Released and serialized by Shueisha, Zombie Power premiered in 1999 within Weekly Shōnen Jump. Created by Tite Kubo (Bleach), Zombie Powder follows the story of Gamma Akutabi and his search for the twelve legendary “Rings of the Dead.” The rings are said to hold immense power, even over death itself. Gamma wants them in order to become immortal but others want them as well; and they will stop at nothing to get their hands on them.
Zombie Powder is your everyday generic shonen manga. Its story is not original; you’ve got your “badass” hero and the young naïve companion on a journey. The journey is to collect X number of legendary items in order to fulfill their wishes. It is similar to a number of titles under Shonen Jump and does not differ from the pack in terms of storytelling or art to a degree. Our main hero Gamma is similar to Vash the Stampede from Trigun or Kenshin Himura from Rurouni Kenshin in that he is serious when he wants to be and seemingly weak the next. There are also archetypes in this manga; from the eye candy of Wolfina, to C.T. Smith the mysterious character you know nothing about. Zombie Powder is filled to the brim with generic components but that does not mean there are no good points to it.
The art is nothing new or special with little to no backgrounds appearing. Every once in a while the reader will be graced with a building interior or exterior but do not expect panels to be brimming with flora and fauna. The costume design on the other hand is something to be admired. Tite Kubo thought about become a fashion designer when he was younger but a faithful encounter with the Saint Seiya manga (Masami Kurumada) inspired and led him to become a mangaka. This love of fashion is prevalent when looking at certain characters and also by the splash pages that separate each chapter. Another example of this knack for fashion is in his other series Bleach. In this anime some episode openings will have the characters dressed in everyday cloths that look fantastic and match excellently. The clothes look like you would be able to find them in the real world, Kubo has said “I just put the characters in the clothes I wish I could buy, but can’t find in stores.” Aside from the main characters and a few sides, everyone else, such as the town’s people and those who show up in one panel, will wear basic threads. The volumes themselves are durable with the covers being the same as anything else you would expect from Shonen Jump. With that the paper quality is average, not the best and yet not the worst, dead middle. Zombie Powder ends with an eloquent poem by Kubo and is a nice ending to the canceled series.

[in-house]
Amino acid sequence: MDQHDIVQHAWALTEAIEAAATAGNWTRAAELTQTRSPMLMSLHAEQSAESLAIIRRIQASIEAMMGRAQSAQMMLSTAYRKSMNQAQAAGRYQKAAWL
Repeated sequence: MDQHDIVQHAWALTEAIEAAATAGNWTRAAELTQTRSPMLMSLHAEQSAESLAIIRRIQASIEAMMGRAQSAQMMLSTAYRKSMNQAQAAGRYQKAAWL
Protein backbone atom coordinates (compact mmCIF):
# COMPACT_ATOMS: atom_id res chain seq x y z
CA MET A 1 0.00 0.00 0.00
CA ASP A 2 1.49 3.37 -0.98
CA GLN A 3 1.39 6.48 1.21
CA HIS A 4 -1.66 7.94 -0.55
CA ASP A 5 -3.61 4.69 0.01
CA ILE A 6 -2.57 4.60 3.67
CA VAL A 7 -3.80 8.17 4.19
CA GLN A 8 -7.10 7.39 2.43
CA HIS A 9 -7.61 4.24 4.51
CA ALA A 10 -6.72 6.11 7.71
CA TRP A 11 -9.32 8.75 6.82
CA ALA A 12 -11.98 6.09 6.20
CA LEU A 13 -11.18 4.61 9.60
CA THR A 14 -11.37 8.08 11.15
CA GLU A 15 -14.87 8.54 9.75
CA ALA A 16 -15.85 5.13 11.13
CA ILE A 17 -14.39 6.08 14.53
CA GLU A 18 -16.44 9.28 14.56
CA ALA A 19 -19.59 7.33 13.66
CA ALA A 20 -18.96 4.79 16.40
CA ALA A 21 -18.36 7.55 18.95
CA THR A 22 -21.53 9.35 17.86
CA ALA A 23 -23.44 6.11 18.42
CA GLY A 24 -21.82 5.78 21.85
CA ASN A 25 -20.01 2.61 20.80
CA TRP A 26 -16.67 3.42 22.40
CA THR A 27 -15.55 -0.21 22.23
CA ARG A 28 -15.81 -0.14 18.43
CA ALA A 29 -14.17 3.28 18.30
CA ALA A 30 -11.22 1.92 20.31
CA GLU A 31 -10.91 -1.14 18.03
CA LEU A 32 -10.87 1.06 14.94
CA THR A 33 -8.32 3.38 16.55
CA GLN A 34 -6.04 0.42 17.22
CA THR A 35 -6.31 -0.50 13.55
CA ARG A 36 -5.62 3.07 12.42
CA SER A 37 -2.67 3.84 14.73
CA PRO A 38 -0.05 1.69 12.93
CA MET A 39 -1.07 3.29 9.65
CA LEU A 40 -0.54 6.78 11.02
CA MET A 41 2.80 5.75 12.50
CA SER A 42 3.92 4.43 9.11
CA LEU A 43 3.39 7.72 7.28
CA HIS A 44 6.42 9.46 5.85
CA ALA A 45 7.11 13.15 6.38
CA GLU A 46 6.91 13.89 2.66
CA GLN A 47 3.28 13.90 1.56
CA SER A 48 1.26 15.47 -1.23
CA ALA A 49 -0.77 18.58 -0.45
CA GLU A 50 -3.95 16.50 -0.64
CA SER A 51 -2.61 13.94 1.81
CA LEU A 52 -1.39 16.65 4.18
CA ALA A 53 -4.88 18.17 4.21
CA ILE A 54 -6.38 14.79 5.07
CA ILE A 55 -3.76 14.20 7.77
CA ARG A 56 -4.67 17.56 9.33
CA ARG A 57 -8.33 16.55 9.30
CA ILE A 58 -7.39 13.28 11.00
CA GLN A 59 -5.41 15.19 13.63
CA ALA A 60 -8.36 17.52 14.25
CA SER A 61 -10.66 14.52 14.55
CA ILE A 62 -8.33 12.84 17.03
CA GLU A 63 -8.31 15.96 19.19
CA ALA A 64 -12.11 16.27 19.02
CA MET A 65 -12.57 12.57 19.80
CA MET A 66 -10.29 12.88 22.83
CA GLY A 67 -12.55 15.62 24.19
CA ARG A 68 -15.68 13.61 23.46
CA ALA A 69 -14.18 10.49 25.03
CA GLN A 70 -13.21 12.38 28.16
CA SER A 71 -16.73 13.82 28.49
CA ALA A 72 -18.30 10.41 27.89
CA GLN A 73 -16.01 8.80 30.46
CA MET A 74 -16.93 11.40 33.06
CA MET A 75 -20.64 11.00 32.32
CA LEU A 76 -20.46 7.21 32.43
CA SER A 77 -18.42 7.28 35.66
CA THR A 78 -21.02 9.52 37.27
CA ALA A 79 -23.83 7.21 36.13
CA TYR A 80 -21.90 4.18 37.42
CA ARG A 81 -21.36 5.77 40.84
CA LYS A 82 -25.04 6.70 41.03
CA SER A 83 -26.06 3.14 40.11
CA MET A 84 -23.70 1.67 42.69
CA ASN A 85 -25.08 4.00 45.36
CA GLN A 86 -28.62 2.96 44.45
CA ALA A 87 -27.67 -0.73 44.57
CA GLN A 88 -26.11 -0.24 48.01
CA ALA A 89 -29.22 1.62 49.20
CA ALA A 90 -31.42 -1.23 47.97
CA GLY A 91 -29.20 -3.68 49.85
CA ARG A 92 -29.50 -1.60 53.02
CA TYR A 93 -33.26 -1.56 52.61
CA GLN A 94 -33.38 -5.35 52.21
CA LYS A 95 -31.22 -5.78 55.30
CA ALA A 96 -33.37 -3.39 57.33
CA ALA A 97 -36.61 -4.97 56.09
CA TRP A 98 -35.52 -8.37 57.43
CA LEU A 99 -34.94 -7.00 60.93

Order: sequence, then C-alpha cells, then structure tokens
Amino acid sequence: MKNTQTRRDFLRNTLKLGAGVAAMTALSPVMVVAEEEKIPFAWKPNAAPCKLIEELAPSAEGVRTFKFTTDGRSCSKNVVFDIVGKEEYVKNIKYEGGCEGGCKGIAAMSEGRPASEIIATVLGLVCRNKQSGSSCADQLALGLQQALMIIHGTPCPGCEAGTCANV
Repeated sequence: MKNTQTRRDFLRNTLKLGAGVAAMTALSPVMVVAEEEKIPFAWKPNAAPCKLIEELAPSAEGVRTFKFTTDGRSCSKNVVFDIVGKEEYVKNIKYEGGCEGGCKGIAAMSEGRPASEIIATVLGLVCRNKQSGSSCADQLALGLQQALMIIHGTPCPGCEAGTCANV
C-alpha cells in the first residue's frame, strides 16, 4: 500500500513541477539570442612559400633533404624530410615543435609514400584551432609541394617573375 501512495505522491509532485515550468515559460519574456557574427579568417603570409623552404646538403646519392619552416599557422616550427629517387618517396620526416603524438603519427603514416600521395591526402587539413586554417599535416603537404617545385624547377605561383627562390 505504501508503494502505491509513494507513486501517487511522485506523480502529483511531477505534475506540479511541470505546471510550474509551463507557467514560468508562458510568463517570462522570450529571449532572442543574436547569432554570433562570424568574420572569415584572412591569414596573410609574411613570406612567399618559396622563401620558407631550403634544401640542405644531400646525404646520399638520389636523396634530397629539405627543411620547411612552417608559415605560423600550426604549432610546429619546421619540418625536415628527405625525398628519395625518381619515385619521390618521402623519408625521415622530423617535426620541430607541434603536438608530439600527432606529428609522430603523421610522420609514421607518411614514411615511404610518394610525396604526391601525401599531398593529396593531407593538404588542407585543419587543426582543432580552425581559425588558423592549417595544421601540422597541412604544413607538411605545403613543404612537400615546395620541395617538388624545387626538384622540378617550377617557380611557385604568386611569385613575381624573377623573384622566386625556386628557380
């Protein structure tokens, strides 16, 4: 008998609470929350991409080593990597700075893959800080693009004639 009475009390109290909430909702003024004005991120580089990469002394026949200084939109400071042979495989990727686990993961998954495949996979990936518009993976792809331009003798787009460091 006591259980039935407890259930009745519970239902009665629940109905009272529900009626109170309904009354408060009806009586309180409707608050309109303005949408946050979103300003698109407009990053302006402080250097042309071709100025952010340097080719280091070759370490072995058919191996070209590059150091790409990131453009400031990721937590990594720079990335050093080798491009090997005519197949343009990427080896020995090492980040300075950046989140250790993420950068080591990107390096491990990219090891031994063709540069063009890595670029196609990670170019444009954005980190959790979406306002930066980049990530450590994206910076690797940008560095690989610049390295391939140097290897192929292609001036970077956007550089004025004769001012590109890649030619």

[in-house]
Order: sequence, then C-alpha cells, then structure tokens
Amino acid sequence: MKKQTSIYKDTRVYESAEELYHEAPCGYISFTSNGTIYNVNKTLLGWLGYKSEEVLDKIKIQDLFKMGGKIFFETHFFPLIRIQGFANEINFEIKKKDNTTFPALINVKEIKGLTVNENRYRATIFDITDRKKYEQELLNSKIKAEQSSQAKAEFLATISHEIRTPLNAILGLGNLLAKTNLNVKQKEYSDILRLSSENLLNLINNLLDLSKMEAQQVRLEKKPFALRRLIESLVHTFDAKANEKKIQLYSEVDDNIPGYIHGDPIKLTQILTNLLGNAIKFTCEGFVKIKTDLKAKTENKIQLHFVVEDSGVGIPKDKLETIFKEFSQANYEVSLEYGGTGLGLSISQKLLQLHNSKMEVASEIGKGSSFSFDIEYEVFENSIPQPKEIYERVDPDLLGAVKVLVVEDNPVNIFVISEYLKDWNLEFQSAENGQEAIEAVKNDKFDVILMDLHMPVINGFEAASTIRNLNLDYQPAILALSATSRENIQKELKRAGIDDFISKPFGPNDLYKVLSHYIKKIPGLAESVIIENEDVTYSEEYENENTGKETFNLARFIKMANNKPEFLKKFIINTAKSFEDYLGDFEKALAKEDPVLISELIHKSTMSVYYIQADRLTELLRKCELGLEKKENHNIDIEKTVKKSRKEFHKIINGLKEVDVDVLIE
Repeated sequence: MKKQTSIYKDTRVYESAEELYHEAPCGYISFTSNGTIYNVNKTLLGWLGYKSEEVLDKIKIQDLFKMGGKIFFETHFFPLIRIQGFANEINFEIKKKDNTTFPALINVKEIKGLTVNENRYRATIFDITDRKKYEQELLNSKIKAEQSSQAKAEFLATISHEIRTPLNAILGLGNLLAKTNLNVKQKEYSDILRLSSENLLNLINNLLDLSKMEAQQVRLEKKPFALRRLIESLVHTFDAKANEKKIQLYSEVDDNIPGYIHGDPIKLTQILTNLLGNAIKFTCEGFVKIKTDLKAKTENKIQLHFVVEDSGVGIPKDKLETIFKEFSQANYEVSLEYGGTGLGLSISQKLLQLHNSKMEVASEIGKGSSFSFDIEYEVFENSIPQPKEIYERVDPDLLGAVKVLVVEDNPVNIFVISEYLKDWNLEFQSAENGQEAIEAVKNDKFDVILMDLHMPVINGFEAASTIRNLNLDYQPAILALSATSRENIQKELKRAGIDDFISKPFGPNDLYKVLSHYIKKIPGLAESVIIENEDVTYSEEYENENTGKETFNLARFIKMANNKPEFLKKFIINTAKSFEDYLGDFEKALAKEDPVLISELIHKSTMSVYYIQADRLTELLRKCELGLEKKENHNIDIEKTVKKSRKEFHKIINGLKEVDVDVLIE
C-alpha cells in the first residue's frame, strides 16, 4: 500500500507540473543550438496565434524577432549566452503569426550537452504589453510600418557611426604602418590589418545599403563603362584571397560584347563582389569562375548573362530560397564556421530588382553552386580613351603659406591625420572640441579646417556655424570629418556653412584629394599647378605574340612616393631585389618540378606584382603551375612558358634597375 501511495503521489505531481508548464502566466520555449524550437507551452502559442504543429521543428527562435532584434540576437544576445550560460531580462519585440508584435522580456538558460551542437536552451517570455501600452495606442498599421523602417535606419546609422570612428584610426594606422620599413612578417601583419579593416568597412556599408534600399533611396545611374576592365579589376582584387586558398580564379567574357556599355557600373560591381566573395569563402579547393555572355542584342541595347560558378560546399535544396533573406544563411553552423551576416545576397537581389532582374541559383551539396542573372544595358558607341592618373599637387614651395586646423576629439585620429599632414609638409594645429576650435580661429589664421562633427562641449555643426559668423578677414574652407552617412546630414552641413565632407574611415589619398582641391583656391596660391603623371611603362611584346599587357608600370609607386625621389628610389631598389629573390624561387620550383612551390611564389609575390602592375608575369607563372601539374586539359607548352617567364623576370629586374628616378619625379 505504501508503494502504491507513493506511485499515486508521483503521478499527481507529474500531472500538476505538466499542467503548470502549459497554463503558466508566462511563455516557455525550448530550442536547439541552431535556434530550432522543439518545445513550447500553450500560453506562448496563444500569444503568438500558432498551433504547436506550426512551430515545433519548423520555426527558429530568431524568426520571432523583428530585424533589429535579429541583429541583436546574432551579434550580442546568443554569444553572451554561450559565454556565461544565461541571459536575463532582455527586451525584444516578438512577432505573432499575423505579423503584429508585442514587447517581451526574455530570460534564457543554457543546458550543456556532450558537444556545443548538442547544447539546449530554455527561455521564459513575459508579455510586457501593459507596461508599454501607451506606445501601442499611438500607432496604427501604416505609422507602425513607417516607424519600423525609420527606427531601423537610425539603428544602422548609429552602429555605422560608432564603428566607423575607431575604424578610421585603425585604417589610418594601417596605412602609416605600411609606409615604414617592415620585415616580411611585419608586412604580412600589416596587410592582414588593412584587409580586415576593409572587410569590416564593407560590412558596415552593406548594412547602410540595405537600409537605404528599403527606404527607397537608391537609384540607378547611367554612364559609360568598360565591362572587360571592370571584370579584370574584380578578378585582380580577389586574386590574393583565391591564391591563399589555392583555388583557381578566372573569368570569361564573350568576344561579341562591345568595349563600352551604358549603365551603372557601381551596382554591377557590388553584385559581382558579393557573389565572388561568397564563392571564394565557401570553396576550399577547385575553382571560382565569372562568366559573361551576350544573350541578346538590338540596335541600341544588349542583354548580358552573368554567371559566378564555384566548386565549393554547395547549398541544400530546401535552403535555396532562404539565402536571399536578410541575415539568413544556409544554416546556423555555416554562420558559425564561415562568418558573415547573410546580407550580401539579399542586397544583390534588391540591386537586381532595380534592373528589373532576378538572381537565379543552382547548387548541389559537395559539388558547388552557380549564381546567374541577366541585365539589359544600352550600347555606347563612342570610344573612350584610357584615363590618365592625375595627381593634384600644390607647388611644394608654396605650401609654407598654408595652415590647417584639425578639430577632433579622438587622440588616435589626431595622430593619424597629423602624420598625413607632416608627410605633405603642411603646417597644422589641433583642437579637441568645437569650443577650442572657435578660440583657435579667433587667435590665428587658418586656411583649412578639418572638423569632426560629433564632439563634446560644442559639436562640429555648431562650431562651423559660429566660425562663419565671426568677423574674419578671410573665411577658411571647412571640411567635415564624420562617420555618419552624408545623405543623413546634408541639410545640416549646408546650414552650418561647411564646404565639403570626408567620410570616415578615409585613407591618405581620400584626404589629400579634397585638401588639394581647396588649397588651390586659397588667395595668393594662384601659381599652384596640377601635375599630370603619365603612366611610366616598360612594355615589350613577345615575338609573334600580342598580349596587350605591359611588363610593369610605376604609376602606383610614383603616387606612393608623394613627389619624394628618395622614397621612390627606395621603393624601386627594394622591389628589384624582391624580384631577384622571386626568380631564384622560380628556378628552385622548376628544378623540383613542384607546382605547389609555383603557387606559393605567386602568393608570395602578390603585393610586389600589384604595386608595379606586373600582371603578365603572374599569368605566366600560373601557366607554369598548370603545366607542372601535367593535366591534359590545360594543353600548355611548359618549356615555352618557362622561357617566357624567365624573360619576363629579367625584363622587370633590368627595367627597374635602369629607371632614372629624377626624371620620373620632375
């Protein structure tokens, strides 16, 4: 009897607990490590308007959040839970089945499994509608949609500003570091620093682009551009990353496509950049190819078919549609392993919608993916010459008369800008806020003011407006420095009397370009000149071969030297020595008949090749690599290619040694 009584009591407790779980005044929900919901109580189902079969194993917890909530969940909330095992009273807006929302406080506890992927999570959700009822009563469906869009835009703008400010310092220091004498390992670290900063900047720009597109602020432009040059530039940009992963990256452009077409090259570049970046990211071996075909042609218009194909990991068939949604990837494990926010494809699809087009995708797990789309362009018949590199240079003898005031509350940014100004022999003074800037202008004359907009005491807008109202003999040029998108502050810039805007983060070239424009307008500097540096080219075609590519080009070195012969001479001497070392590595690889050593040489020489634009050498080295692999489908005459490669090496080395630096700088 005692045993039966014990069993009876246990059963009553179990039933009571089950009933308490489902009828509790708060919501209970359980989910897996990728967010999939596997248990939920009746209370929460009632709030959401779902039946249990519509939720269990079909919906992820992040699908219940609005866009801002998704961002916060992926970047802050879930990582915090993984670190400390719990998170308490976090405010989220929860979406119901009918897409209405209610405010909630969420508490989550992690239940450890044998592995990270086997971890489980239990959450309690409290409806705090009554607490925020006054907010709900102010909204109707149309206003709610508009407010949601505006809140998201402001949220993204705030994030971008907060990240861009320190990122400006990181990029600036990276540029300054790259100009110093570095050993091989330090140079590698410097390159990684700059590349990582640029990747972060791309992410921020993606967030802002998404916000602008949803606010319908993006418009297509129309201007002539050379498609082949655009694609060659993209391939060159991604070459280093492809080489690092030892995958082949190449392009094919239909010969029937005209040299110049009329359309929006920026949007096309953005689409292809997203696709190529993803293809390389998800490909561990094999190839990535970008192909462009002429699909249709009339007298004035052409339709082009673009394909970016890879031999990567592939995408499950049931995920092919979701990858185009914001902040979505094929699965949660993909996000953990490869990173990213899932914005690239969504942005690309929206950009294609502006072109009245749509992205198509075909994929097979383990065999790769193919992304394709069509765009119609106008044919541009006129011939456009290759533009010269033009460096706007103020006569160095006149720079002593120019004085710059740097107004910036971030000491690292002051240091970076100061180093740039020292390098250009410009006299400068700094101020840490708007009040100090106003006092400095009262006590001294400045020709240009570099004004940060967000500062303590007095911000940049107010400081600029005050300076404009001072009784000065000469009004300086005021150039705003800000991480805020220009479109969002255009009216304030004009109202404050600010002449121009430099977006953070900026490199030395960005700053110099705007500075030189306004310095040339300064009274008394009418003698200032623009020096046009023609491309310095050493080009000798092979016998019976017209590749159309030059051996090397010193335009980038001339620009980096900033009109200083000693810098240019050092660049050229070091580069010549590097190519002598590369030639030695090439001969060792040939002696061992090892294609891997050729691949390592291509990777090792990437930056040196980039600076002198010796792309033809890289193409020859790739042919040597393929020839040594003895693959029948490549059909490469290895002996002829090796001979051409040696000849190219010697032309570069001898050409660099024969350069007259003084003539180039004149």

Fans of Tite Kubo will be treated to three different stories found within the volumes of Zombie Powder. In Volume two there is Ultra Unholy Hearted Machine, which was written when Kubo was only eighteen years old and is his very first manga story. Volume three includes Rune Master Urara, and finally volume four has Bad Shield United. Each of these stories has nothing unique to them but do provide an interesting read as well as a short break from Zombie Powder. They can be classified as shōnen and still follow the same rule as any other manga or anime. The art looks like sketches and not as sharp as what you are reading but nothing too distracting. At the end of each story I found myself wanting more; it gives you just enough to peak your curiosity and then ends.
Zombie Powder is not a well known series, even for fans of Bleach. For claiming to love Kubo’s immensely popular show they looked puzzled when this series is mentioned; at least to the ones I have talked to. Even though it is not the best or even close to the best manga out there it is still a good short read. Anyone wanting a quick read to add to their repertoire and not wanting to sink money into twenty plus volumes should pick up Zombie Powder. Even though it offers nothing new it still is worth at least one read.
A short read that gives you just enough shōnen without overwhelming your mind. Zombie Powder would be considered a light version of other manga such as Rave Master.
A problem I have with Zombie Powder is that I find it a bit too short story wise. I feel as though it should have been at least expanded out to an eight volume series to be able to wrap things up nicely. Unfortunately, you cannot help cancellation so this becomes only a little quam I have understanding their circumstances.